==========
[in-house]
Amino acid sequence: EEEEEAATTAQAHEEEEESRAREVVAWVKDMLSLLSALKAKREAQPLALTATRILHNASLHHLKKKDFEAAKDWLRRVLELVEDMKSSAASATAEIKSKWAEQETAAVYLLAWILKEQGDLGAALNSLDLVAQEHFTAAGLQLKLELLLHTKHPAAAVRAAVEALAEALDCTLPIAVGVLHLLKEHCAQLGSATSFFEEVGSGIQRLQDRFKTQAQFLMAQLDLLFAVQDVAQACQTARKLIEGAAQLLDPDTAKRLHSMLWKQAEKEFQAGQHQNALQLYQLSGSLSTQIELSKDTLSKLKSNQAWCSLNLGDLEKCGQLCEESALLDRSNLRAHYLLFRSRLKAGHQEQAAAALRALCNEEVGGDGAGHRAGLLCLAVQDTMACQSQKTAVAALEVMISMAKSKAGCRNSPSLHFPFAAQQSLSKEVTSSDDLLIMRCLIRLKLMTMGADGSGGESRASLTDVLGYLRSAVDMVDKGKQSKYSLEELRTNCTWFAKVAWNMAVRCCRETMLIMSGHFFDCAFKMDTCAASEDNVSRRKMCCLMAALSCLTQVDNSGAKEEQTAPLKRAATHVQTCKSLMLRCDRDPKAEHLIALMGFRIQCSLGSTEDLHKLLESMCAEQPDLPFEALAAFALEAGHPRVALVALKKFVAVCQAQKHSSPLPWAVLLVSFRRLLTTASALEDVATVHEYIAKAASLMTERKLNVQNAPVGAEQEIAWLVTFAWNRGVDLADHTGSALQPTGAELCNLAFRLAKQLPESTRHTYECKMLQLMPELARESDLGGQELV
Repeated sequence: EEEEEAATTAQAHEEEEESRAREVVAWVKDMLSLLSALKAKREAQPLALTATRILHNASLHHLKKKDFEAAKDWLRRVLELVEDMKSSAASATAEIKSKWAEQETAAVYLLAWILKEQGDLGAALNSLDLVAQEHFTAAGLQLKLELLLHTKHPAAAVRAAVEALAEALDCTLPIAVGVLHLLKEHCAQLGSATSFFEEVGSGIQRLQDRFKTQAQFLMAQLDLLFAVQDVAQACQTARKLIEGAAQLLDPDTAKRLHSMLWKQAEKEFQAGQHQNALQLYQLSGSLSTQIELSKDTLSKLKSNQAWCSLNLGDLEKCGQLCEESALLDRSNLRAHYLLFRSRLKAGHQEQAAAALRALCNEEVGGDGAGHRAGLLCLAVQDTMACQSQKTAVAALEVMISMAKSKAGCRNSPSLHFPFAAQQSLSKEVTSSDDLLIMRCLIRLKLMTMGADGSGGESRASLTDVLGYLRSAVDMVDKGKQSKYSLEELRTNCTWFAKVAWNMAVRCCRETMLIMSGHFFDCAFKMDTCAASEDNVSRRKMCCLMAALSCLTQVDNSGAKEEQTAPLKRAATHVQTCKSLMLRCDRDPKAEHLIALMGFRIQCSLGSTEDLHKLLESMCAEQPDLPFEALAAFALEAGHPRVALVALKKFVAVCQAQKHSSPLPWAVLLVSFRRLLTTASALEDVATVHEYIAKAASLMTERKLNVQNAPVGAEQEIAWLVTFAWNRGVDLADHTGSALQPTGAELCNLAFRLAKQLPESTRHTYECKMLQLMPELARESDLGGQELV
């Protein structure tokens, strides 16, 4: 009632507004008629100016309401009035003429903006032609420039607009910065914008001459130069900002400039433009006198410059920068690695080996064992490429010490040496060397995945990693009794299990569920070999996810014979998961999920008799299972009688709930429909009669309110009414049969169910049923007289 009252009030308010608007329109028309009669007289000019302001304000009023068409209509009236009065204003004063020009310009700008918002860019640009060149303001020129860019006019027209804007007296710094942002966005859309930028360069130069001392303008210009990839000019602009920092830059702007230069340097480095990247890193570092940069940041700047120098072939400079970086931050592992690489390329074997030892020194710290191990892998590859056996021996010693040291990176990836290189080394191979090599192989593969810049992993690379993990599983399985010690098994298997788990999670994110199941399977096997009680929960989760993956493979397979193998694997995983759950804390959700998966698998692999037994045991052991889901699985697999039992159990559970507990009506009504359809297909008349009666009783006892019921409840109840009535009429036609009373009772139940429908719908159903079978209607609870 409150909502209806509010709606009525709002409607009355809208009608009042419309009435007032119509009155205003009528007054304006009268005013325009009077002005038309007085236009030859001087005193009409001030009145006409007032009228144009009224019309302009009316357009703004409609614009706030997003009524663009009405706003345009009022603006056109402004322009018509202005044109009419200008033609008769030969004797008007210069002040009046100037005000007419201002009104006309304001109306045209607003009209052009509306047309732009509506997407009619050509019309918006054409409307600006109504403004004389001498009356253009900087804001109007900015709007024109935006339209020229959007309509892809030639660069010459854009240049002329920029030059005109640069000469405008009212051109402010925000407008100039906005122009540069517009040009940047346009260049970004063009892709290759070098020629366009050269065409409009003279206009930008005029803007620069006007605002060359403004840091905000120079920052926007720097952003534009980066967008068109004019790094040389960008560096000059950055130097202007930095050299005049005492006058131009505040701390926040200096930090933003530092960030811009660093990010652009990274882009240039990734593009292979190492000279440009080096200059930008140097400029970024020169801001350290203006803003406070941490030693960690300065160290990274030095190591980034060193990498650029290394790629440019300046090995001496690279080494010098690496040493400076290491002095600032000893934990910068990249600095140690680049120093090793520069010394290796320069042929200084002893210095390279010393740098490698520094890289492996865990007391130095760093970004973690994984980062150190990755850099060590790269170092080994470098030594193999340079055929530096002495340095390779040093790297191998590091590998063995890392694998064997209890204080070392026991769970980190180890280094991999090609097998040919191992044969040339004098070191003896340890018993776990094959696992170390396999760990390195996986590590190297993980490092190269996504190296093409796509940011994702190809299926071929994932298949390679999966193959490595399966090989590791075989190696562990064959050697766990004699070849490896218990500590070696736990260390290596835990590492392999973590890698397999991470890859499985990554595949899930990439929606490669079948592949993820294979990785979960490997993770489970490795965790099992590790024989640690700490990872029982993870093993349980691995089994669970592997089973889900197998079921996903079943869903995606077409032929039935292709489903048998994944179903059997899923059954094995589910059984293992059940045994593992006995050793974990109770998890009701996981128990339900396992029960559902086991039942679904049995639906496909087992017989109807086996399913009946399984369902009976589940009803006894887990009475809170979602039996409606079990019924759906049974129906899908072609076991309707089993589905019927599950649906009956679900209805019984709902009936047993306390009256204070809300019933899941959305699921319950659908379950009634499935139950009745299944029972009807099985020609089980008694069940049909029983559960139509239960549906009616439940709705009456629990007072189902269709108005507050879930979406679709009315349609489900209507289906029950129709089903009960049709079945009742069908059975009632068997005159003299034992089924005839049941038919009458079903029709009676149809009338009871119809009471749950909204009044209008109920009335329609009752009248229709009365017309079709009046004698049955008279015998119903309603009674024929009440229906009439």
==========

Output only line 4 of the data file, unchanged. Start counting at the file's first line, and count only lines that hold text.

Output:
């Protein structure tokens, strides 16, 4: 009632507004008629100016309401009035003429903006032609420039607009910065914008001459130069900002400039433009006198410059920068690695080996064992490429010490040496060397995945990693009794299990569920070999996810014979998961999920008799299972009688709930429909009669309110009414049969169910049923007289 009252009030308010608007329109028309009669007289000019302001304000009023068409209509009236009065204003004063020009310009700008918002860019640009060149303001020129860019006019027209804007007296710094942002966005859309930028360069130069001392303008210009990839000019602009920092830059702007230069340097480095990247890193570092940069940041700047120098072939400079970086931050592992690489390329074997030892020194710290191990892998590859056996021996010693040291990176990836290189080394191979090599192989593969810049992993690379993990599983399985010690098994298997788990999670994110199941399977096997009680929960989760993956493979397979193998694997995983759950804390959700998966698998692999037994045991052991889901699985697999039992159990559970507990009506009504359809297909008349009666009783006892019921409840109840009535009429036609009373009772139940429908719908159903079978209607609870 409150909502209806509010709606009525709002409607009355809208009608009042419309009435007032119509009155205003009528007054304006009268005013325009009077002005038309007085236009030859001087005193009409001030009145006409007032009228144009009224019309302009009316357009703004409609614009706030997003009524663009009405706003345009009022603006056109402004322009018509202005044109009419200008033609008769030969004797008007210069002040009046100037005000007419201002009104006309304001109306045209607003009209052009509306047309732009509506997407009619050509019309918006054409409307600006109504403004004389001498009356253009900087804001109007900015709007024109935006339209020229959007309509892809030639660069010459854009240049002329920029030059005109640069000469405008009212051109402010925000407008100039906005122009540069517009040009940047346009260049970004063009892709290759070098020629366009050269065409409009003279206009930008005029803007620069006007605002060359403004840091905000120079920052926007720097952003534009980066967008068109004019790094040389960008560096000059950055130097202007930095050299005049005492006058131009505040701390926040200096930090933003530092960030811009660093990010652009990274882009240039990734593009292979190492000279440009080096200059930008140097400029970024020169801001350290203006803003406070941490030693960690300065160290990274030095190591980034060193990498650029290394790629440019300046090995001496690279080494010098690496040493400076290491002095600032000893934990910068990249600095140690680049120093090793520069010394290796320069042929200084002893210095390279010393740098490698520094890289492996865990007391130095760093970004973690994984980062150190990755850099060590790269170092080994470098030594193999340079055929530096002495340095390779040093790297191998590091590998063995890392694998064997209890204080070392026991769970980190180890280094991999090609097998040919191992044969040339004098070191003896340890018993776990094959696992170390396999760990390195996986590590190297993980490092190269996504190296093409796509940011994702190809299926071929994932298949390679999966193959490595399966090989590791075989190696562990064959050697766990004699070849490896218990500590070696736990260390290596835990590492392999973590890698397999991470890859499985990554595949899930990439929606490669079948592949993820294979990785979960490997993770489970490795965790099992590790024989640690700490990872029982993870093993349980691995089994669970592997089973889900197998079921996903079943869903995606077409032929039935292709489903048998994944179903059997899923059954094995589910059984293992059940045994593992006995050793974990109770998890009701996981128990339900396992029960559902086991039942679904049995639906496909087992017989109807086996399913009946399984369902009976589940009803006894887990009475809170979602039996409606079990019924759906049974129906899908072609076991309707089993589905019927599950649906009956679900209805019984709902009936047993306390009256204070809300019933899941959305699921319950659908379950009634499935139950009745299944029972009807099985020609089980008694069940049909029983559960139509239960549906009616439940709705009456629990007072189902269709108005507050879930979406679709009315349609489900209507289906029950129709089903009960049709079945009742069908059975009632068997005159003299034992089924005839049941038919009458079903029709009676149809009338009871119809009471749950909204009044209008109920009335329609009752009248229709009365017309079709009046004698049955008279015998119903309603009674024929009440229906009439």